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How to Manage Migraines Naturally: Magnesium - Feverfew - Butterbur - Ginger Darrell Miller 12/21/07
What are you really Getting? Darrell Miller 8/21/06
Powerful New Formula Supports Immune System Response... Darrell Miller 8/29/05



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How to Manage Migraines Naturally: Magnesium - Feverfew - Butterbur - Ginger
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Date: December 21, 2007 10:41 AM
Author: Darrell Miller (dm@vitanetonline.com)
Subject: How to Manage Migraines Naturally: Magnesium - Feverfew - Butterbur - Ginger

Before you can understand how to manage migraines naturally, it is necessary to understand exactly what they are and how certain treatments could work. It is not generally known that the word ‘migraine’ means ‘half the head’ because it frequently hurts only on the right or the left of the head of sufferer. Some people with migraines do feel pain on both sides at once, although this is not generally the case.

A migraine occurs in stages which are activated by fluctuations in the hormone content of the blood. The ‘aura’, when you see spots and flashing lights in front of your eyes, is the first stage of a migraine attack, and during this time the blood vessels in your neck and head are contracting. You could also find it difficult to concentrate and your fingers could feel cold. At this point they do not have the headache that starts when the blood vessels begin to dilate.

Rather than the contracted blood vessels slowly returning to normal, your hormones have an excessively strong reaction, and cause them to dilate rapidly and become much wider than they should be leading to a severe headache due to pressure on the nerves. Different hormones can be involves with each attack, and the range of effective natural treatments reflect this fact. During this period, your brain could swell slightly, your muscles can tense up and other things can happen to the chemical and hormonal balance of your body. That is why some herbal treatments work for some but not for others, and different people find different treatments effective for them. What works for you might not work for somebody else if their migraine has a different cause. Basically, though, migraines occur in two phases, one being associated with an excess of hormones and the other with a shortage.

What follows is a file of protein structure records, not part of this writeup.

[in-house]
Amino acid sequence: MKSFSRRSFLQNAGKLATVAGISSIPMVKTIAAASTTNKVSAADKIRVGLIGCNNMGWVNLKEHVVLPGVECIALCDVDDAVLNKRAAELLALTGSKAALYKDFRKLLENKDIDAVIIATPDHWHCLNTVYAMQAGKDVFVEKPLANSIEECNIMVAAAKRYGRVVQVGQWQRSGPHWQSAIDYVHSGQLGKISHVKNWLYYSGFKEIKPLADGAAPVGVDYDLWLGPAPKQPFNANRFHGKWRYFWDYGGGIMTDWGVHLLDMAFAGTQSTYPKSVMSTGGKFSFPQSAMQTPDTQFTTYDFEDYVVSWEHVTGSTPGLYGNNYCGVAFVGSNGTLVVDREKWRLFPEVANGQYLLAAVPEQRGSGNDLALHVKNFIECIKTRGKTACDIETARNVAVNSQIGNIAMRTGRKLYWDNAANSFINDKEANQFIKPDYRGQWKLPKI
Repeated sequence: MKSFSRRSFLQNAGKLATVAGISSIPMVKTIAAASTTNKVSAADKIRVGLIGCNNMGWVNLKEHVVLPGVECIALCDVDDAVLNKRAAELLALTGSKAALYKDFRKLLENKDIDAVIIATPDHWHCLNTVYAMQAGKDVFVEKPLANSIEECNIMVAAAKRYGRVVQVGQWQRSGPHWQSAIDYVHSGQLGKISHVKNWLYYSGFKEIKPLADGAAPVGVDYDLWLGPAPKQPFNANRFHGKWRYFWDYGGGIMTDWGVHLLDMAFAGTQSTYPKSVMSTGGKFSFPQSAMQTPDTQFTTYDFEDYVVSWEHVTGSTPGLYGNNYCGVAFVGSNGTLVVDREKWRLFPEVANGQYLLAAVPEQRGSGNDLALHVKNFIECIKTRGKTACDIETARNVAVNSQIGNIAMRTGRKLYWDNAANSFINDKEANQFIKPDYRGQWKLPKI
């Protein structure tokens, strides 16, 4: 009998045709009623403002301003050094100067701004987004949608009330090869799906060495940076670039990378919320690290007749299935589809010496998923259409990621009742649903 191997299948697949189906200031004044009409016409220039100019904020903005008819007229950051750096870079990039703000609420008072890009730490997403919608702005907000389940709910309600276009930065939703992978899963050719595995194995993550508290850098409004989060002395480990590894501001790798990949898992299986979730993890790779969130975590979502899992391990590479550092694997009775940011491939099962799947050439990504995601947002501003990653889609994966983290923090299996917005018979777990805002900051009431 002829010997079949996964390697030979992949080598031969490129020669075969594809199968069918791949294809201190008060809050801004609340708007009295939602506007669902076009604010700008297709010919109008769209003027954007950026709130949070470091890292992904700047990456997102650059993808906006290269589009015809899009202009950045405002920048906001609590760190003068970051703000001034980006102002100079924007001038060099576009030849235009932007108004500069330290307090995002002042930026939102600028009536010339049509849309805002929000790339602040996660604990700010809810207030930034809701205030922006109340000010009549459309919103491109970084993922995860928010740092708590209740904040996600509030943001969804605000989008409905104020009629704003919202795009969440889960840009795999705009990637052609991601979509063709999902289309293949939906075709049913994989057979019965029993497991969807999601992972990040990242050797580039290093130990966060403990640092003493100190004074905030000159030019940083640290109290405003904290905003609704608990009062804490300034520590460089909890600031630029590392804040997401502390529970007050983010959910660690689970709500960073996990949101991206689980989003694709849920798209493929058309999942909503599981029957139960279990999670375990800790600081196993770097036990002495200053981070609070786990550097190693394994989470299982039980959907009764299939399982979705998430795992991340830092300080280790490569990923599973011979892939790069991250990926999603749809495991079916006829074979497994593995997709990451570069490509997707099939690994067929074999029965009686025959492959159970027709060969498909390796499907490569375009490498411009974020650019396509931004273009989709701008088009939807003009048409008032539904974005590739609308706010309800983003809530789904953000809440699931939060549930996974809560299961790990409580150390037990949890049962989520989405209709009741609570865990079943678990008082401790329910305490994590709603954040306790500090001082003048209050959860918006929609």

It is not easy to live with a migraine since it can be completely debilitating. Some just have a severe headache, while others are affected for days at a time. The headache can become before and after the onset of the shimmering lights and other optical effects that are generated by the brain. It would certainly be useful if those prone to migraines had one or more of the possible natural remedies to hand since there is rarely time to seek to seek professional medical help once the migraine begins, and through the use of natural remedies a potentially bad attack could be nipped in the bud, and at least its effect on you reduced.

MAGNESIUM

Magnesium is common in green leafy vegetables such as spinach and cabbage, whole grains, nuts and seeds. It is an essential mineral for human biochemistry, and is also needed with calcium for healthy bone development and maintenance.

Magnesium is a muscle relaxant, and relaxes the muscles of the blood vessels helping them to relax their dilatancy that cause the migraine pain. It is also useful to help the immune function, reduces blood pressure (by the same blood vessel relaxing mechanism) and also the rhythm of your heart. Magnesium therefore provides you with many health benefits, and though the western diet is not generally deficient in magnesium, some areas can be and a magnesium-containing supplement will not do you harm.